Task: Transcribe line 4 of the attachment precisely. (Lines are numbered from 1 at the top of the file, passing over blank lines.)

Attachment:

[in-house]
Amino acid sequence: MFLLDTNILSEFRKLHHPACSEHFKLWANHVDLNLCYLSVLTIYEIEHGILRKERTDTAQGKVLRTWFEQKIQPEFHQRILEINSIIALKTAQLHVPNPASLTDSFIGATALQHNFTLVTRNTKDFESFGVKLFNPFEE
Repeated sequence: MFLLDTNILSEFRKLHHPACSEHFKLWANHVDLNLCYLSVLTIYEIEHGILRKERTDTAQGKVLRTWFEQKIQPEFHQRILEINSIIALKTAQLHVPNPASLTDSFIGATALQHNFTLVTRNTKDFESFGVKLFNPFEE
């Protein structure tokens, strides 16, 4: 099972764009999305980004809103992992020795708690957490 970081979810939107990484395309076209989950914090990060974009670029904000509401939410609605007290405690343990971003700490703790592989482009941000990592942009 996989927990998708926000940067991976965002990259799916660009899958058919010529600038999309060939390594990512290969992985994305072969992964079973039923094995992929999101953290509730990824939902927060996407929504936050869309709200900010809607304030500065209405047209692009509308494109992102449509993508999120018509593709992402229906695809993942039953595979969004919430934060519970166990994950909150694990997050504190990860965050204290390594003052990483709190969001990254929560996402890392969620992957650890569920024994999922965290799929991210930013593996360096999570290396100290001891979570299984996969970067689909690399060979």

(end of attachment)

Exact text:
């Protein structure tokens, strides 16, 4: 099972764009999305980004809103992992020795708690957490 970081979810939107990484395309076209989950914090990060974009670029904000509401939410609605007290405690343990971003700490703790592989482009941000990592942009 996989927990998708926000940067991976965002990259799916660009899958058919010529600038999309060939390594990512290969992985994305072969992964079973039923094995992929999101953290509730990824939902927060996407929504936050869309709200900010809607304030500065209405047209692009509308494109992102449509993508999120018509593709992402229906695809993942039953595979969004919430934060519970166990994950909150694990997050504190990860965050204290390594003052990483709190969001990254929560996402890392969620992957650890569920024994999922965290799929991210930013593996360096999570290396100290001891979570299984996969970067689909690399060979």